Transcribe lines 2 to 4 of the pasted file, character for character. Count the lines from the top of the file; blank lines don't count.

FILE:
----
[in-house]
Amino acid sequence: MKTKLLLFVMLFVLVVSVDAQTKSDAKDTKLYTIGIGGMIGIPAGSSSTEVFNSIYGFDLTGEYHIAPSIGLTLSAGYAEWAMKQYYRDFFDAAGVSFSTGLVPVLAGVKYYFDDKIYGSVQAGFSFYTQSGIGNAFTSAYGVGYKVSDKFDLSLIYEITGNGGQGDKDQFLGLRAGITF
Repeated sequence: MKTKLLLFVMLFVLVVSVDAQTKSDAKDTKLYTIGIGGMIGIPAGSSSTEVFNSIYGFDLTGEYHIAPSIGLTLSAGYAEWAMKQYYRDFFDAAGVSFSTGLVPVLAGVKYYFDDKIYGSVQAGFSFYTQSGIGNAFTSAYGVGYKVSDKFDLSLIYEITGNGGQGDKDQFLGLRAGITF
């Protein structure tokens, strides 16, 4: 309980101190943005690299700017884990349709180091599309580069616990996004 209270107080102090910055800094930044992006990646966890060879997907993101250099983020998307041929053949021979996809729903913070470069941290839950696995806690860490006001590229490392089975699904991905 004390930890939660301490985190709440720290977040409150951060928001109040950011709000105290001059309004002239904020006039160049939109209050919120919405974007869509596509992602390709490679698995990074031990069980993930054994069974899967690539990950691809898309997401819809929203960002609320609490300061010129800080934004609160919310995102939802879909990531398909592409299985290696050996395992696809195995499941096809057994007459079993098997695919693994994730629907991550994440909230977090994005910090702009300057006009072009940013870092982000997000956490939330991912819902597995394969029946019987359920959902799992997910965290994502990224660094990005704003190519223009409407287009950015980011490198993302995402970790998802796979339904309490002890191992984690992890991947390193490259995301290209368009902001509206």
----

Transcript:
Amino acid sequence: MKTKLLLFVMLFVLVVSVDAQTKSDAKDTKLYTIGIGGMIGIPAGSSSTEVFNSIYGFDLTGEYHIAPSIGLTLSAGYAEWAMKQYYRDFFDAAGVSFSTGLVPVLAGVKYYFDDKIYGSVQAGFSFYTQSGIGNAFTSAYGVGYKVSDKFDLSLIYEITGNGGQGDKDQFLGLRAGITF
Repeated sequence: MKTKLLLFVMLFVLVVSVDAQTKSDAKDTKLYTIGIGGMIGIPAGSSSTEVFNSIYGFDLTGEYHIAPSIGLTLSAGYAEWAMKQYYRDFFDAAGVSFSTGLVPVLAGVKYYFDDKIYGSVQAGFSFYTQSGIGNAFTSAYGVGYKVSDKFDLSLIYEITGNGGQGDKDQFLGLRAGITF
């Protein structure tokens, strides 16, 4: 309980101190943005690299700017884990349709180091599309580069616990996004 209270107080102090910055800094930044992006990646966890060879997907993101250099983020998307041929053949021979996809729903913070470069941290839950696995806690860490006001590229490392089975699904991905 004390930890939660301490985190709440720290977040409150951060928001109040950011709000105290001059309004002239904020006039160049939109209050919120919405974007869509596509992602390709490679698995990074031990069980993930054994069974899967690539990950691809898309997401819809929203960002609320609490300061010129800080934004609160919310995102939802879909990531398909592409299985290696050996395992696809195995499941096809057994007459079993098997695919693994994730629907991550994440909230977090994005910090702009300057006009072009940013870092982000997000956490939330991912819902597995394969029946019987359920959902799992997910965290994502990224660094990005704003190519223009409407287009950015980011490198993302995402970790998802796979339904309490002890191992984690992890991947390193490259995301290209368009902001509206």